Directed by: Alejandra Vasquez & Sam Osborn
Distributed by: TBA
Written by Maria Athayde
What do you think about when you think about Texas? When I think about Texas God, guns, and football quickly come to mind. But “Going Varsity in Mariachi” showcases a different side of that state and focuses on various competitive mariachi teams who hope to win the state championship. There are three sections in varsity mariachi: (1) violin section, (2) trumpet section, (3) “Harmonia” section, and everyone sings. We are told that the best teams in the state come from the Rio Grande Valley, a collection of towns across the US-Mexico border where our story begins.
Starting on the first day of school we are introduced to Bella, the varsity captain, of Edinburg North’s High School “Mariachi Oro”. We are also introduced to Abel Acuña, a teacher and musical director for the team. As the story progresses we learn more about the history of mariachi, Edinburg North High School, and the members of the team. Through the eyes of the team members and director Acuña we see the ups and downs of high school, for example applying to college, as they prepare to compete in “Mariachi Vargas Extravaganza” and the “State Mariachi Festival”. “Mariachi Oro” are underdogs (of sorts) they come from a low-income school and in the words of Abel Acuña “kids do not have many opportunities”. But being a member of the team was a way to serve something bigger than themselves, connect with their culture, and dream about a better future.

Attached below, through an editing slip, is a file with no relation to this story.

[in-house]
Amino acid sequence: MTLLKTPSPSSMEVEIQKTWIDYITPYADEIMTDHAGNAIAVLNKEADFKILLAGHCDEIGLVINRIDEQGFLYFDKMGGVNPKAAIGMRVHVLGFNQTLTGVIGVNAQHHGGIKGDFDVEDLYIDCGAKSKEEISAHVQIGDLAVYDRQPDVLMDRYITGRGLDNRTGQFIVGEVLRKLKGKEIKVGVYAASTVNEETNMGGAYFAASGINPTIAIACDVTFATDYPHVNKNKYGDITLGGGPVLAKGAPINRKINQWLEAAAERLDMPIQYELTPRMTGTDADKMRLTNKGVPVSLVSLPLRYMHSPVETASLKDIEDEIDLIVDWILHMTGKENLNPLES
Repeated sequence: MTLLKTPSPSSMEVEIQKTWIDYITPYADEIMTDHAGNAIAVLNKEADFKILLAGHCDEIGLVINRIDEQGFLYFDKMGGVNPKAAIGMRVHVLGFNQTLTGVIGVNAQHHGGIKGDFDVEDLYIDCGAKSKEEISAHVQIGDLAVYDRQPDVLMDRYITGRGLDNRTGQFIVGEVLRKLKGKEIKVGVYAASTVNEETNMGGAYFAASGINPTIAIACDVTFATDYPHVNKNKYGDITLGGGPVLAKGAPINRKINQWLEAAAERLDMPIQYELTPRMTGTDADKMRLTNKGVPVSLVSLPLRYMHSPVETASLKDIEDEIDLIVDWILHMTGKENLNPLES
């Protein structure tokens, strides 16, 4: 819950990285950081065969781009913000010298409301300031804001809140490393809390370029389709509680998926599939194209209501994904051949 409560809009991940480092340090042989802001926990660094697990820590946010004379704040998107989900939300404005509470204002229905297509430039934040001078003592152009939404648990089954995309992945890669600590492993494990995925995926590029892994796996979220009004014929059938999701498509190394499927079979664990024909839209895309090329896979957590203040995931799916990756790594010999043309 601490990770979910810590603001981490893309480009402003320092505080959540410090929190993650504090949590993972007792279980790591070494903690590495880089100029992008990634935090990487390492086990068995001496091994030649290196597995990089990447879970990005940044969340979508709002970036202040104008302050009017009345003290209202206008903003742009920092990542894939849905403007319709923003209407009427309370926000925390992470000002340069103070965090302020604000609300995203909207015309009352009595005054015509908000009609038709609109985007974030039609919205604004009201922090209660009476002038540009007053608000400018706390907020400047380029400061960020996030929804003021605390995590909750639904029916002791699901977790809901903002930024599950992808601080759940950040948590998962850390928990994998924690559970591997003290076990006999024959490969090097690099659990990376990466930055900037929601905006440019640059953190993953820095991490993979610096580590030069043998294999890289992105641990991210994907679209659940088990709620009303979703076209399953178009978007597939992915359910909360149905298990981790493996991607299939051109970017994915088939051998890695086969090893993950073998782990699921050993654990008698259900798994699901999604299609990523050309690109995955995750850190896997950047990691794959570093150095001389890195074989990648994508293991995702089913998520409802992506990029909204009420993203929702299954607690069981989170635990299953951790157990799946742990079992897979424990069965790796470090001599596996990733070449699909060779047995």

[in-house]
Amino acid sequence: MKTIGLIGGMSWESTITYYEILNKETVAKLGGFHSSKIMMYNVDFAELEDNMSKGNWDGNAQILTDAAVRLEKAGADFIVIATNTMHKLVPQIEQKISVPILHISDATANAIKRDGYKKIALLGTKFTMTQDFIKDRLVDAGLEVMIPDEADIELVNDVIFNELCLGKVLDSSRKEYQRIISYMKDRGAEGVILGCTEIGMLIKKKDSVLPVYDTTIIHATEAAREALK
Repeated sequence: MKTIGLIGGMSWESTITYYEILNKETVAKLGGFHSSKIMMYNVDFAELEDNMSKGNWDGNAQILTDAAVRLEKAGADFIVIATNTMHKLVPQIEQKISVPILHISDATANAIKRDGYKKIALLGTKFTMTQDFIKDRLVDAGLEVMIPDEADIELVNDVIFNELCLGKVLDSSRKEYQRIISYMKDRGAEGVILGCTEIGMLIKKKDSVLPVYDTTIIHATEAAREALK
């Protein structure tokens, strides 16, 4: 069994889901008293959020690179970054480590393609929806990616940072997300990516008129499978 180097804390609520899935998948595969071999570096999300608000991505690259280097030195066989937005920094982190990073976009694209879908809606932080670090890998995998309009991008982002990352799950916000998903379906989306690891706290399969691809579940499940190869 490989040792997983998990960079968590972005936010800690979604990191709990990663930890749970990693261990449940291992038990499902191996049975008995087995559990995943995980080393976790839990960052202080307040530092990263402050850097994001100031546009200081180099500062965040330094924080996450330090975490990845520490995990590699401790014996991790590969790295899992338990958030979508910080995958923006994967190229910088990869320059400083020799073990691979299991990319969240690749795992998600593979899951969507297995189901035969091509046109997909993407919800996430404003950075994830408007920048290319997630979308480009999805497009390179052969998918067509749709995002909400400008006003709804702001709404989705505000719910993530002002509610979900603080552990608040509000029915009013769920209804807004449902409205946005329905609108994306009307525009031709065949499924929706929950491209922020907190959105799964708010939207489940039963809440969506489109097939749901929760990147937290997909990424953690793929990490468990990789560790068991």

The best part of this documentary is the story it is trying to tell and while the execution falters, especially in the second half when we are introduced to two more mariachi teams, this documentary is too heartwarming to ignore. This is one of the rare instances where a longer runtime could have benefited the story and we could learn more about other schools’ mariachi teams. But in the end, it was the little things that won me over and spoke to me the most. My favorite moments were when Acuña would switch from English to Spanish and Spanish to English mid-sentence. As someone who grew up in a bilingual household, I cannot explain how relatable that was. Another detail that caught my attention was how Vasquez and Osborn filmed the high school often holding on shots that featured bilingual signs. All around “Going Varsity in Marachi” is an enjoyable journey that highlights the impact that music, community, and teamwork can have on young people’s lives.
“Going Varsity In Mariachi” Trailer